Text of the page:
· Chapter VII: Post-Tinder cooperative. Hacking the “bitchy” apps’ functionalism
A journey across diverse sexual performances. The romantic normative hut, the public bathroom, the hotel room, the BDSM dungeon, the park, the hothouse, the voyeur’s room, the exhibitionist’s room, the debauchery den, the cottage, the single’s apartment… are all places that, at one time or another, can turn into catalysts for manifold romanticisms and fascinations. This is what the Post-Tinder cooperative intends to bring together.
· Chapter VIII: Cyborg-Cruising. A conditioned garden
A place that could be seen as a space brimming with jeopardies, even more at night. A garden far away from the public eye, scrupulously hidden by trees and bushes. Although risky for some, it can also be releasing for others. So, why not contrive a way to duly condition these settings? Passing by beds and hothouses in the middle of the urban forest, both for resting and for socialising.
· Chapter IX: Water on wheels. Rolling facilities and the bath as nude policy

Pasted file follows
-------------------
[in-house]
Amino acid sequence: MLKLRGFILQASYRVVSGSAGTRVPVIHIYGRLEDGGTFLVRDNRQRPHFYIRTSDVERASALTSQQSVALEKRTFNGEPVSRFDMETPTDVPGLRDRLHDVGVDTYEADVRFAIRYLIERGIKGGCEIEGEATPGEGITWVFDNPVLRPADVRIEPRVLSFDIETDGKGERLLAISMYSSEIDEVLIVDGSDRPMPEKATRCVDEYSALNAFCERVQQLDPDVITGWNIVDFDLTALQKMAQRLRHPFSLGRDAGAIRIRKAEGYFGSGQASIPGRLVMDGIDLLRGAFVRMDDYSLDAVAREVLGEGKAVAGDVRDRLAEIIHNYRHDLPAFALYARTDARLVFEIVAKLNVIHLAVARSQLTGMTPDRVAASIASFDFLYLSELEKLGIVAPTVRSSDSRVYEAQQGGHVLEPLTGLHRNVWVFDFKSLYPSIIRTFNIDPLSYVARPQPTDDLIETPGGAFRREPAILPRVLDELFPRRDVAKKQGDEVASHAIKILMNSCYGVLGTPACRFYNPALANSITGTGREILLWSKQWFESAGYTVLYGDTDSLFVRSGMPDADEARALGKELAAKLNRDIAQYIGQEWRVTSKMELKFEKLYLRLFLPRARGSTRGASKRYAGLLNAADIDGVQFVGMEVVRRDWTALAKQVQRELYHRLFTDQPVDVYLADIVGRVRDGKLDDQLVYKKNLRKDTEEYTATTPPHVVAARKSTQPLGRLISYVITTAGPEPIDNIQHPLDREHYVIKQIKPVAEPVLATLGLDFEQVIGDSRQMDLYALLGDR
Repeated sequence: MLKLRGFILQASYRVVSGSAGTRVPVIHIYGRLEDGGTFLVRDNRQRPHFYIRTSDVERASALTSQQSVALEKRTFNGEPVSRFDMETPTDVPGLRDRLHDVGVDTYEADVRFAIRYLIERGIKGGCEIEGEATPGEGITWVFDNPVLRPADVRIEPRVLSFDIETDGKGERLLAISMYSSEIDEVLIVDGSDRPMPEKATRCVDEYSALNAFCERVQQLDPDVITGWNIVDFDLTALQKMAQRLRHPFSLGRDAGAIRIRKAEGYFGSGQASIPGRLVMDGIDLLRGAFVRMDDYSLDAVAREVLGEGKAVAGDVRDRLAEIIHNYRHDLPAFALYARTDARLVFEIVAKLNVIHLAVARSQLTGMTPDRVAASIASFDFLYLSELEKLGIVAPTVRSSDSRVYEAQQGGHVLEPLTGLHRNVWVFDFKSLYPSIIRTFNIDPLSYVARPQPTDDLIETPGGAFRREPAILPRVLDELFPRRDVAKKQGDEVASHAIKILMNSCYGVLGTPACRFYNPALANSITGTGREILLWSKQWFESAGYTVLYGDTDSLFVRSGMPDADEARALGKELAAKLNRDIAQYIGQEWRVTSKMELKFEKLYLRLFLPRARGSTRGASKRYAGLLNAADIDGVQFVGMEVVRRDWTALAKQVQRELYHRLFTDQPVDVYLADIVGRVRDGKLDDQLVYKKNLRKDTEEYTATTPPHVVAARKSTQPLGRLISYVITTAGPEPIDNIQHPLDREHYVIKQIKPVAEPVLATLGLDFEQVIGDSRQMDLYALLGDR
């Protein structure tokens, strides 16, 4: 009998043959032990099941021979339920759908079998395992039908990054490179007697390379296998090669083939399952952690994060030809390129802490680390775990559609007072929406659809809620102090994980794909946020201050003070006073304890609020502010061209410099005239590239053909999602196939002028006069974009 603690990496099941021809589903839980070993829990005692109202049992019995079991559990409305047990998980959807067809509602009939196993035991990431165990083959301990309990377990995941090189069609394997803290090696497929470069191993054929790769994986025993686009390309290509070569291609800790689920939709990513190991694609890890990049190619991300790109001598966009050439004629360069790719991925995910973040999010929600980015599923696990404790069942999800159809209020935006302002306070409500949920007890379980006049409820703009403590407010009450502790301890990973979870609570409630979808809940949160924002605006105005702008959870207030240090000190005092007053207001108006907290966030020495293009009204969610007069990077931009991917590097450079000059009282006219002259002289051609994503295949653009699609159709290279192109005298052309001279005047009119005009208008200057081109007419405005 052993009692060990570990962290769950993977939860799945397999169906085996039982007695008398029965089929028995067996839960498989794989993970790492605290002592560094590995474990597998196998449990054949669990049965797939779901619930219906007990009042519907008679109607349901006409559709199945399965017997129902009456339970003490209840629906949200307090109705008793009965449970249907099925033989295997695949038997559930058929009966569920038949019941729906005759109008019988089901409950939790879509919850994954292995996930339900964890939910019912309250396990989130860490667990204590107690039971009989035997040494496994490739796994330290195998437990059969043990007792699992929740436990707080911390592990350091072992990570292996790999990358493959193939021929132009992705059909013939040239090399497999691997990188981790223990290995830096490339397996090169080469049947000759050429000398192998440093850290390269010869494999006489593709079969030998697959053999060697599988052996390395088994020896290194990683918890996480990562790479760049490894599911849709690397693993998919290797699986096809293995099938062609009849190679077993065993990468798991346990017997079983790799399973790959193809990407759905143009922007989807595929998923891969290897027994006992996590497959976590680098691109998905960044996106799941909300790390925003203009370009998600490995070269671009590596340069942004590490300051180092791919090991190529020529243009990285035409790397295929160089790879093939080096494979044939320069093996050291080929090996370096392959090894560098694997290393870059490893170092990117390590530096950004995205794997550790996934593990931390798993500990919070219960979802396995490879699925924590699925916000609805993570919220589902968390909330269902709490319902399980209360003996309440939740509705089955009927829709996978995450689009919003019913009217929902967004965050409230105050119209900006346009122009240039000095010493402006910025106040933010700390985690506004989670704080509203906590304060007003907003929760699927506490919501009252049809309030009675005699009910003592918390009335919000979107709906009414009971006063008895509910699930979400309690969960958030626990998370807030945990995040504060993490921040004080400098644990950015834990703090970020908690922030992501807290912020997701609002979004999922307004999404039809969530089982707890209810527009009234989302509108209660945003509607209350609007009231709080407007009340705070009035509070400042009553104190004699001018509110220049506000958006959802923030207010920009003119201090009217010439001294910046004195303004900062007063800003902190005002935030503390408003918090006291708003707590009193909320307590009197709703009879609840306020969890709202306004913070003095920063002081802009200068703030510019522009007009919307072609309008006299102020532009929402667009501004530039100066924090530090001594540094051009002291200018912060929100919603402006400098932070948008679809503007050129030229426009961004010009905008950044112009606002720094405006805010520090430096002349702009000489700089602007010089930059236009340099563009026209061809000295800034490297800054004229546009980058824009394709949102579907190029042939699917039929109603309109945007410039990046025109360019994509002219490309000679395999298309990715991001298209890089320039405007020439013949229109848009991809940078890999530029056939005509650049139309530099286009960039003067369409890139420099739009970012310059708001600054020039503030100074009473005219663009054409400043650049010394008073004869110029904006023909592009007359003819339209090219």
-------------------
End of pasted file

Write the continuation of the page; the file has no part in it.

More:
After traveling from one place to another, the time comes when all the “water trucks” meet up at a specific point of the city or the territory. Creating the beach for those who do not have one nearby. Conveying what we understand as a “public building” from one point to another and taking bodies’ clothes off in places where a bath would never take place publicly. A portable large-scale tecno-balneary, liable to be fragmented and modified.
· Chapter X: Camera Obscura. The multi-scale funnel
During Franco’s dictatorship in Spain, cinema was a clear space for sexual endurance. Unfortunately, it was not present in small towns. At that time, communal houses were the places where films were projected, without allowing the audience to enjoy the spatial benefits of darkness, sonorous camouflage and multi-height stands seating. These conditions were fundamental to attaining this sexual endurance. What if a portable cinema could have been transported from one town to another?